Please note that all blog posts before 8 April 2007 were auto­mat­i­cally imported from LiveJournal.  To see the com­ments and any LiveJournal-specific extras such as polls and user icons, please find the source post­ing at http://brianenigma.livejournal.com/2007/01/

One of the things about Firefox 2.0 for the Mac that bugs me (and only the Mac version–the Linux ver­sion is not afflicted by this) is that when you attempt to drag and drop a link from the URL bar to the book­mark bar, a tooltip say­ing “Drag and drop this icon to cre­ate a link to this page” pops up that actu­ally gets in the way of being able to drop the link. An arti­cle at LifeHacker points out a way to fix the problem–by dis­abling browser.chrome.toolbar_tips in about:config, but this pretty much using a tac­ti­cal nuke to kill a mos­quito. It dis­ables ALL tooltips, EVERYWHERE, includ­ing the use­ful ones. I use CookieSafe and Adblock Plus, which have use­ful tooltips to tell you about the page. Other peo­ple use a weather plu­gin that shows details in a tooltip. Those crafty peo­ple who put title= attrib­utes in links are unseen.

I have found a bet­ter way, but it involves some shell com­mands, so isn’t for every­one. First quit Firefox and run the fol­low­ing com­mands.
fibonacci:~ brian$ cd /Applications/Firefox.app/Contents/MacOS/chrome/
fibonacci:/Applications/Firefox.app/Contents/MacOS/chrome brian$ mkdir tmp
fibonacci:/Applications/Firefox.app/Contents/MacOS/chrome brian$ cd tmp
fibonacci:/Applications/Firefox.app/Contents/MacOS/chrome/tmp brian$ unzip -q ../en-US.jar
fibonacci:/Applications/Firefox.app/Contents/MacOS/chrome/tmp brian$ vim locale/browser/browser.dtd

You don’t have to use vi or vim to edit the file. Any text edi­tor will do. You just have to find this line:
<!ENTITY proxyIcon.tooltip "Drag and drop this icon to create a link to this page">
...and change it to this:
<!ENTITY proxyIcon.tooltip "">

Then fol­low it up with these com­mands (to back up the chrome file, then store your changes):
fibonacci:/Applications/Firefox.app/Contents/MacOS/chrome/tmp brian$ cp ../en-US.jar ../en-US.jar.BACKUP
fibonacci:/Applications/Firefox.app/Contents/MacOS/chrome/tmp brian$ zip -r -0 ../en-US.jar *

And that’s it. It works like a charm.

Posted in: Code Software

Double-U Tea Eff?!?!

Please note that all blog posts before 8 April 2007 were auto­mat­i­cally imported from LiveJournal.  To see the com­ments and any LiveJournal-specific extras such as polls and user icons, please find the source post­ing at http://brianenigma.livejournal.com/2006/09/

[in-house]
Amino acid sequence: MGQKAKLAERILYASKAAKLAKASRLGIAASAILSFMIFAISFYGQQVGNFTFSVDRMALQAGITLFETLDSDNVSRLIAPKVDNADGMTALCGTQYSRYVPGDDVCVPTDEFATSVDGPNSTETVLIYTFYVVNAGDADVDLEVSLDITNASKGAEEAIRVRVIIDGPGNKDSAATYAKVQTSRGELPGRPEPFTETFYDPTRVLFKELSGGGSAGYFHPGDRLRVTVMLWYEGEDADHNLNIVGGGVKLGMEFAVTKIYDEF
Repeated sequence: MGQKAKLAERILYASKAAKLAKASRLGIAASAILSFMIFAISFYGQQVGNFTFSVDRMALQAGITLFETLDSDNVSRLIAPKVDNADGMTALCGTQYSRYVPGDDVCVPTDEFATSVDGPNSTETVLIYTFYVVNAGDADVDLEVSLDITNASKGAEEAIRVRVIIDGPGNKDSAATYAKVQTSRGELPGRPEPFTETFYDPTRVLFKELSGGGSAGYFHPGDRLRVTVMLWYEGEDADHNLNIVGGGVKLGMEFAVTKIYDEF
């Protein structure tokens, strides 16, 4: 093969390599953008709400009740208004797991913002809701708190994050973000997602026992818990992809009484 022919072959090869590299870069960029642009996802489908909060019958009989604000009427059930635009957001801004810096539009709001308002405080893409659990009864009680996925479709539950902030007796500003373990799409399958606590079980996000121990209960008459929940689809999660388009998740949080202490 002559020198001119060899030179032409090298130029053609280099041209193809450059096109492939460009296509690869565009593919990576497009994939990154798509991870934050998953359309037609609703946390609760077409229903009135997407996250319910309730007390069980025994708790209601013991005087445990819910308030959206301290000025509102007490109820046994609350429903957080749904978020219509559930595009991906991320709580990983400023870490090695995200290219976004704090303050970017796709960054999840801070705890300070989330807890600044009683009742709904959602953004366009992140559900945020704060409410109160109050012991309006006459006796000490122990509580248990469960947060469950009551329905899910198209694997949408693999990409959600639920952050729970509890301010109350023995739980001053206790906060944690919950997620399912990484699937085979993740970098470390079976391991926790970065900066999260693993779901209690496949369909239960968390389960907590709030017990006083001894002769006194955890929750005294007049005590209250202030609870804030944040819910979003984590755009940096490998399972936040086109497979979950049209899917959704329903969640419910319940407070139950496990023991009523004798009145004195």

By default, Linux fol­lows an opti­mistic mem­ory allo­ca­tion strat­egy. This means that when mal­loc() returns non-NULL there is no guar­an­tee that the mem­ory really is avail­able. This is a really bad bug. In case it turns out that the sys­tem is out of mem­ory, one or more processes will be killed by the infa­mous OOM killer. In case Linux is employed under cir­cum­stances where it would be less desir­able to sud­denly lose some ran­domly picked processes, and more­over the ker­nel ver­sion is suf­fi­ciently recent, one can switch off this over­com­mit­ting behav­ior using a com­mand like
# echo 2 > /proc/sys/vm/overcommit_memory
See also the ker­nel Documentation direc­tory, files vm/overcommit-accounting and sysctl/vm.txt.

- the mal­loc man­ual page, empha­sis (ital­ics) added

Yes, kid­dies, mal­loc() returns non-null results when you have no mem­ory left. You can even start to use that mem­ory, but at some point you hit the bar­rier between what you requested and what was really avail­able, and things go explodey and the ker­nel goes on a ran­dom killing spree. I quote, “this is a really bad bug.”

Posted in: Code

Regurgitating an Interesting Article

Please note that all blog posts before 8 April 2007 were auto­mat­i­cally imported from LiveJournal.  To see the com­ments and any LiveJournal-specific extras such as polls and user icons, please find the source post­ing at http://brianenigma.livejournal.com/2005/12/